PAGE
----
By Wendy Corr
Just over the Wyoming-Montana border, ghostly memories haunt the plains.
In late June of 1876, warriors of the Lakota Sioux, Northern Cheyenne and Arapaho tribes battled soldiers of the 7th Regiment of the US Cavalry on the banks of the Little Bighorn River in southeast Montana.
The 274 soldiers who followed George Armstrong Custer into battle were killed – including Custer himself. Among the combined tribes, at least 50 perished.
Some say their spirits still roam over the place where so many lost their lives. And sometimes, those ghostly memories become real enough to see and touch.
Infantry Cuff Button
On Monday, three groups of visitors to the Little Bighorn Battlefield National Monument near Hardin reported an unusual find – a small button, about the size of a dime, bearing the insignia of a general infantryman from the Civil War.
Stan McGee, Chief of Interpretation and Public Information Officer at the Little Bighorn Battlefield, said based on the button’s size, it would have been a cuff button, or sewed onto a military vest. But he said there’s no telling if it was attached to a uniform that has since been reclaimed by the elements, or if it simply fell off during the battle.
“It’s a general enlisted man’s button,” he said, adding that the buttons were made for Civil War uniforms and were most likely made of brass.
“It’s oxidized from being in the ground,” he said, referring to the artifact’s bluish tinge. “And you know at the time it would have been bright polished brass.”
Civil War Connection to the Indian Wars
McGee said that after the Civil War was over, the War Department had a surplus of buttons, along with other uniform pieces.
“So those Civil War buttons would commonly be reissued for the Indian Wars as well,” he said, explaining the appearance of such a button on a battlefield in Montana.
McGee, who only recently arrived in Hardin after several years at the Harper’s Ferry
National Historic Park in West Virginia, is primarily a Civil War historian.
“I’ve pretty much covered the Civil War, not only in my career with the Park Service, but before my career with the Park Service,” he told Cowboy State Daily. “And Civil War history just kind of segues into western Indian War history too, because a lot of those soldiers had fought during the Civil War, and a lot of them transitioned out here to the Indian Wars as well.”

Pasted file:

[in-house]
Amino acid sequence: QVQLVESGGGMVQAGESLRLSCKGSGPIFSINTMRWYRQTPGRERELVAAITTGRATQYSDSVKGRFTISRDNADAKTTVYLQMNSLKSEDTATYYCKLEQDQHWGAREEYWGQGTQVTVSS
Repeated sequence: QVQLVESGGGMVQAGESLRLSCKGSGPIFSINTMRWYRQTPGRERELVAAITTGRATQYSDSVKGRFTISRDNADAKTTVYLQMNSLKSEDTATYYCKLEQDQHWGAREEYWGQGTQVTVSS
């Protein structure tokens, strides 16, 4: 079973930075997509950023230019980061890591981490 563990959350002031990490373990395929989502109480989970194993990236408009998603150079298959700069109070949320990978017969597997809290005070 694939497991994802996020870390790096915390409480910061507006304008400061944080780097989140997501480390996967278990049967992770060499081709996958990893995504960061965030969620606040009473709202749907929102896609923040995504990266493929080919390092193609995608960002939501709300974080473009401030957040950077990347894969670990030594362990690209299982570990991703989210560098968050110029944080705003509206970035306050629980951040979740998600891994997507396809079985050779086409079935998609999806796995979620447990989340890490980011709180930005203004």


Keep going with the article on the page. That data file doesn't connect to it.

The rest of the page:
Artifacts Surface After Extreme Weather
McGee said extreme weather events, such as fires or heavy rains, can sometimes reveal artifacts hidden below the surface of the soil.
“After those big fires back in the 1980s and early ‘90s, a lot of artifacts did pop up,” he said, adding that those were mostly spent cartridges and bullets.
But those artifacts have helped to interpret what happened on those fateful days in 1876.
“After those fires in ‘80, and in the ‘90s, we were able to trace battle lines through all the finds that we discovered,” he said.
But McGee said there haven’t been any other interesting finds – until recently.
“Nothing major has been found since the ‘90s,” he said. “But it seems just recently, some stuff is starting to pop up and be found again.”
Doing the Right Thing
McGee said all three of the groups that discovered the button Monday did the right thing – rather than picking up the artifact, they simply took pictures of it, then reported the sighting to park officials.
McGee said the acting superintendent of the park, along with the park’s curator and McGee, went to the location and removed the button from the battlefield, because of its visibility.
“If it would have been in tall grass where it wasn’t visible, we would have just left it alone,” he said, “but we were worried that maybe the fourth or fifth visitors that noticed it would have just picked it up, and put in their pocket.”
McGee said that in his experience, moments like these are opportunities to teach the public about the rules regarding national historic sites.
“If individuals are caught removing a historical object from federal lands, it can result in a $5,000 fine, and even up to six months in jail,” he said. “What was really cool about the one group, it was a family with a young girl, probably about the age of 12, and it was kind of like a learning moment for her, to do the right thing.”